Three Small Caps where Patience is Paying Off
One thing I've learned through the years of investing is the difficulty of trying to predict the market. The lesson here is you can't. We've seen stocks like Gamestop rocket out of internet culture, and many, many others fall by the wayside.
What’s the key? The other thing I've learned is that losses are only 100%, but success is unlimited. Numerous Small Caps we’ve tipped have become 10 baggers, but this doesn’t happen in a linear fashion.
Many of our these spluttered, to begin with, including City Chic Collective (CCX), Nick Scali (NCK), Macquarie Telecom (MAQ), Pilbara Minerals (PLS), Collins Foods (CKF) and Evolution Mining (EVN).
The key to investing for smaller investors is to be diverse, invest in the Small Caps and be patient. While some achieve success relatively quickly, the best returns come over time. Consistent rewards and safety in investing come from the small investor’s ability to hold on.
Read more about Investing in Small Caps. Why we picked these ASX Small Cap gems and their outstanding performance
Here are THREE Stocks that we have been recommending and are rewarding patient investors.
1. Senex Energy (ASX:SXY) – oil and gas producer
Share price: $4.52
We only tipped Senex Energy (SXY) three months ago (Issue 455, 15 July 2021) and it’s already up 34%. South Korea’s Posco International has made a $4.40 bid for the stock, and the stock is trading higher, signalling the potential for more.
We like the stock because it’s all about growth, which is exactly what Posco wants. The company’s current production rate is 20 petajoules (PJ) of gas a year, with plans to increase 3-fold to 60PJ in the next few years. SXY also has exposure to East Coast Australian gas prices, where there is considerable demand and a lack of supply. This is one of the few east coast producers actually increasing production.
A market valuation not including control is reasonable at $4.40/share, in line with Posco’s bid. However, these valuations can be expected to rise in the future to levels above the bid price as growth capital expenditure is spent and cash flow starts to be generated from the company’s new gas production areas.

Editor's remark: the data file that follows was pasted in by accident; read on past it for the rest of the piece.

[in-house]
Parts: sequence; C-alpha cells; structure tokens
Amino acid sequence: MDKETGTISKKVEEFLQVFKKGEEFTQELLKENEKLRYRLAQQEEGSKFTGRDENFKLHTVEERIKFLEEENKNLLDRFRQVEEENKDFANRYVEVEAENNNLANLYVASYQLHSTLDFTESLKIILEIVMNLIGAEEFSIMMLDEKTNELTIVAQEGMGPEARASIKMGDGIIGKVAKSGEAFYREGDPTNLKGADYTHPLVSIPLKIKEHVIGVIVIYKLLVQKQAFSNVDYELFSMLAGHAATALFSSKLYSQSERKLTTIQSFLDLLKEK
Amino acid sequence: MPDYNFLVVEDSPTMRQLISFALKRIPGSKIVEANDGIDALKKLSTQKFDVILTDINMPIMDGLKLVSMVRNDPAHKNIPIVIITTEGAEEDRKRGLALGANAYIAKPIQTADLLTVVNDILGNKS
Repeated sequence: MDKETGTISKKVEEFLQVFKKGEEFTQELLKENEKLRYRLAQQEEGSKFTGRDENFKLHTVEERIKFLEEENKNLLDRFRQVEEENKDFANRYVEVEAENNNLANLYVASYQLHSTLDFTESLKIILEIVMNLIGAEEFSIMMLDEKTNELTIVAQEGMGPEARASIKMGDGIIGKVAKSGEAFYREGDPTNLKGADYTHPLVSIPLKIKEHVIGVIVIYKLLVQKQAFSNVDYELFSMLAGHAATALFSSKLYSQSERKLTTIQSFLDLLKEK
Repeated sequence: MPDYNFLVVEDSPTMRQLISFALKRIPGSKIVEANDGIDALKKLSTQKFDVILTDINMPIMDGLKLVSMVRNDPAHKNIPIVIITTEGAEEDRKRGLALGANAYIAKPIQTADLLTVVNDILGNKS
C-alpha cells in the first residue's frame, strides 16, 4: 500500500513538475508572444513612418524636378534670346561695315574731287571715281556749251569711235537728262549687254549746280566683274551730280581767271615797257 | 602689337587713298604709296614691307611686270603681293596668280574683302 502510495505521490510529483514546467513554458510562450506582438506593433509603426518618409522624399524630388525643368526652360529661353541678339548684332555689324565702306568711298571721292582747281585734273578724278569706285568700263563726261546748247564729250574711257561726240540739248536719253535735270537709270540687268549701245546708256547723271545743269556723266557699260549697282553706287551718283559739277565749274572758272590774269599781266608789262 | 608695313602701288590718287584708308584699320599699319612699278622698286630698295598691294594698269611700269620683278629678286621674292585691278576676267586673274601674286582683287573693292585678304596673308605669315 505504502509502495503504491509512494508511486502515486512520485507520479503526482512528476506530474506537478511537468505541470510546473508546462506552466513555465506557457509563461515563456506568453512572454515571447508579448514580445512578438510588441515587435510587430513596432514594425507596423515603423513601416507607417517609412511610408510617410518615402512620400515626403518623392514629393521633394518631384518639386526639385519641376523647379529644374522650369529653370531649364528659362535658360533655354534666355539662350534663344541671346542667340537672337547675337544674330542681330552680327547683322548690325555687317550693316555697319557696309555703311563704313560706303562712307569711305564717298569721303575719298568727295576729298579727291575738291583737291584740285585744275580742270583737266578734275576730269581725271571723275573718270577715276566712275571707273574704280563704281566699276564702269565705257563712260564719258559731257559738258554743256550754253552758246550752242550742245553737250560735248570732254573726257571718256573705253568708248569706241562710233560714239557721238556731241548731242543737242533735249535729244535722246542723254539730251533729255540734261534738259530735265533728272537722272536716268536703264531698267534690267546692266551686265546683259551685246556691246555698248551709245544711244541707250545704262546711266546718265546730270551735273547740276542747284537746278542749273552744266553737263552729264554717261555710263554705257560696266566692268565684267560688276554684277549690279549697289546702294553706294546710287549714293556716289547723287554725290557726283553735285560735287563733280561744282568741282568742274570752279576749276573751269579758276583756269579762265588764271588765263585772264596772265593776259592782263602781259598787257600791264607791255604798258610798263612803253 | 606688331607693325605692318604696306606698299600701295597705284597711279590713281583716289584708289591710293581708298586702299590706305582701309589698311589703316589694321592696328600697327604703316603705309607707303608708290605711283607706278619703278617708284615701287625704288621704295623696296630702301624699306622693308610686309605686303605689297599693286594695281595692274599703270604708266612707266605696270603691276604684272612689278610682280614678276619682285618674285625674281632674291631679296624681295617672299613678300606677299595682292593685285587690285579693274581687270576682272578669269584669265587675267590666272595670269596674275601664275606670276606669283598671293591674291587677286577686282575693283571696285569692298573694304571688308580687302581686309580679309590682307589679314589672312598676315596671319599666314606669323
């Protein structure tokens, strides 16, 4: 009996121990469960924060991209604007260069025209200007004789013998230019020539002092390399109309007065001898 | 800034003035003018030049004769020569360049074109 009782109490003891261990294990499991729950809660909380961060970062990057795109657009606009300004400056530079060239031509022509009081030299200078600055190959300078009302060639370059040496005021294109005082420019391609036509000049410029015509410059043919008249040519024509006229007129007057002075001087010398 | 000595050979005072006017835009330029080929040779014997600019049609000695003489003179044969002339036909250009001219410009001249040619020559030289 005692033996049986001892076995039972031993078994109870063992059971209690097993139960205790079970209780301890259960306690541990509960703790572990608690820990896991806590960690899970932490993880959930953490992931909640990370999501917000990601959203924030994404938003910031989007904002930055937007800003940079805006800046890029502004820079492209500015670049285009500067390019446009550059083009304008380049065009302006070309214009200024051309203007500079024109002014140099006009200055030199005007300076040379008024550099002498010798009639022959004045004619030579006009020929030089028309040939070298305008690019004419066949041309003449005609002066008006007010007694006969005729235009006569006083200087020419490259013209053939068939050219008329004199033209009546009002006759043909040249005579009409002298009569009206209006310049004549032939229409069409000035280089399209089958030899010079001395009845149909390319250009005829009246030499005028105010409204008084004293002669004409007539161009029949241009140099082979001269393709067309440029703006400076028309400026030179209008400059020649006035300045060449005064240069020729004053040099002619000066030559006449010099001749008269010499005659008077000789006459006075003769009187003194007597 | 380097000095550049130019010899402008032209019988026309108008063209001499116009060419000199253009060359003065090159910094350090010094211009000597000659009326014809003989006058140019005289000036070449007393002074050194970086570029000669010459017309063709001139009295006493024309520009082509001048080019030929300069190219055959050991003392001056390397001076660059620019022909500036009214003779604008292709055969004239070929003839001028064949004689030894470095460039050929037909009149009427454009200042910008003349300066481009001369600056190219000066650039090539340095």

Pacific Current (ASX:PAC) – fund manager owner
Share price: $7.85
We have recommended PAC below $6 for some time, recognising that this is a stock for the patient. Encouragingly the stock has come good in a big way in the past few weeks, climbing as high as $8 following news that its most successful recent fund investment, GQG Partners, will soon list on the ASX.
As we observed in September, the asymmetric risk for a PAC shareholder between the small cost of management getting investments wrong, and the large returns when investments go right, is a key feature of the stock, as the GQG investment has neatly demonstrated.
The IPO values GQG at $5.9bn-$6.5bn, and enough backing has been secured to suggest the listing will go ahead. PAC’s interest will be exchanged in the float for around 4% of the stock of GQG (escrowed until August 22), plus cash of about 1% of the value of GQG at the IPO price. In this way, PAC will receive a value equivalent to around 5% of the equity of GQG, in line with its ultimate holding as we had described it number of times. GQG specialises in equity stock picking in global/emerging markets. Ironically this is an investing style PAC has been trying to reduce its dependency on. GQG has grown assets under management from a standing start to almost US$100bn in about 5 years.